WASHINGTON – Wade Davis stood on the mound at Nationals Park and suddenly lunged forward – the way someone would throw up in a toilet – and smacked his glove against right hand three times. Davis never looks nervous or shows really any emotions, but the Cubs closer embraced catcher Willson Contreras, twirled around and got swallowed by the mosh pit once it finally ended at 12:45 a.m. on Friday in Washington.
Davis had just struck out Bryce Harper, the Nationals superstar whiffing on a cutter that broke sharply toward the dirt, the last out in a 9-8 rollercoaster and a five-game National League Division Series pushed to the limits.
“That’s a bad mother----- right there,” pitcher Jon Lester said amid the champagne-and-beer celebration inside the visiting clubhouse. “I love that guy. I’ve got to play with a lot of good closers, and he’s a bad sumb----. He proved it tonight.”
Davis already proved it with the 2015 Kansas City Royals team that rode a power bullpen to a World Series title – and during a regular season where he converted his first 32 save chances as a Cub – but even this was next-level stuff.
In an elimination game where Kyle Hendricks lasted only four innings – and in a reversal the Twitter opinion trended toward why didn’t Joe Maddon pull him sooner – the manager cycled through Brian Duensing, Pedro Strop, Mike Montgomery, Carl Edwards Jr. and Jose Quintana, Saturday’s likely NL Championship Series Game 1 starter at Dodger Stadium.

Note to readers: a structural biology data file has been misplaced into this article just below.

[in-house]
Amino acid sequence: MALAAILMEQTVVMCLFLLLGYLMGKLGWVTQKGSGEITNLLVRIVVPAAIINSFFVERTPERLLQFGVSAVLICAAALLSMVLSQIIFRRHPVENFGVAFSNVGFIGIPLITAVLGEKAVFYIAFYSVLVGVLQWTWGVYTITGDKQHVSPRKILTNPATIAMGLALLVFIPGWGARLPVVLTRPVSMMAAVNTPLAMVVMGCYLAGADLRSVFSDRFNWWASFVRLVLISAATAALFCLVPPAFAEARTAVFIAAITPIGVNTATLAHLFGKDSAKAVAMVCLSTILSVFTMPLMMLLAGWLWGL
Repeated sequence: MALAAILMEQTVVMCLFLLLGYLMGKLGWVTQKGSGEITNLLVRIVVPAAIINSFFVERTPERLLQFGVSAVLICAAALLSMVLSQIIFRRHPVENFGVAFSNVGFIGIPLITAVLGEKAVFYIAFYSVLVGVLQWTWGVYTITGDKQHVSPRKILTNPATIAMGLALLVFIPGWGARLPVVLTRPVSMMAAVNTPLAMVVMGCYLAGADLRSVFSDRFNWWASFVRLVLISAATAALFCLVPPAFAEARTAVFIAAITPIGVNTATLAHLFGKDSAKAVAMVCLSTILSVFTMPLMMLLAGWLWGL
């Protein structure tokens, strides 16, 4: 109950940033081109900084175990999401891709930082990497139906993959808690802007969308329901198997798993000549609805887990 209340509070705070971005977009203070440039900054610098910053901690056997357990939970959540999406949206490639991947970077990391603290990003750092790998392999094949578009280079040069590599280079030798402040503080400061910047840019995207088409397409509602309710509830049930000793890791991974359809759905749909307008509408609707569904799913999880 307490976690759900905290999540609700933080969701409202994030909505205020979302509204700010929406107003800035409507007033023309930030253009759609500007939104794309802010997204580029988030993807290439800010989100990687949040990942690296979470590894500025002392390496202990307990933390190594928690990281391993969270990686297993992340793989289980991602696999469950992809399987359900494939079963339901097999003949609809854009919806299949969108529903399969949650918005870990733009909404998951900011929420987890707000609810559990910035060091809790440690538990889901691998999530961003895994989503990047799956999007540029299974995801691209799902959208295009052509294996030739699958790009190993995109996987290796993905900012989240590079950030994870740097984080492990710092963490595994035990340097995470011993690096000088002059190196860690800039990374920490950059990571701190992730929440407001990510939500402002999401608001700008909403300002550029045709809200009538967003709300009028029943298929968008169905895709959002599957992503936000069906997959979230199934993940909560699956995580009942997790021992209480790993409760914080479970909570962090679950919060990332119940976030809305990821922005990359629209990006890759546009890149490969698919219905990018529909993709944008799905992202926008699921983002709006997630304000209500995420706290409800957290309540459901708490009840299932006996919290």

“No, we hadn’t talked about it,” said Davis, the totally low-maintenance closer. “You just kind of figure it might happen.”
Eventually, the all-hands-on-deck strategy just became Davis as the last line of defense, responsible for the final seven outs.
In the same way that Aroldis Chapman gave this team an entirely different dimension during last year’s playoff run, Davis jogged in from the left-field bullpen at 11:47 p.m., inherited two runners in a two-run game and needed only four pitches to strike out Ryan Zimmerman to end the seventh inning.
“He’s got ice in his veins,” said Ben Zobrist, who played with Davis on that championship team in Kansas City. “He really hung in tough there for us and pulled it off.”
The Cubs acquired Davis during the winter meetings for moments like this, knowing how valuable he would be in October, even if he cashes in somewhere else as a free agent.
Davis walked Daniel Murphy and Anthony Rendon to lead off the eighth inning, but he doesn’t rattle easily, getting pinch-hitter Adam Lind to ground into a double play. After Michael A. Taylor’s broken-bat RBI single, Contreras and first baseman Anthony Rizzo executed a back-pick play to throw out Jose Lobaton and end the threat.
“He does a great job of turning the page,” outfielder Jason Heyward said. “That last inning, in the ninth, I swear (it was like) he had just come out of the bullpen and he was a different Wade Davis. That’s unbelievable.”
Davis mowed down the top of the Washington lineup and maxed out at 44 pitches, sending Harper and the Nationals home for the winter, because the Cubs felt like they had no other choice.
“I looked down there a couple times – no one was warming up,” Davis said. “I had to. These guys fought so hard, all season long. They fought hard in this game. The offense and the defense – everybody’s been battling – and I really didn’t want to let it happen to us then.”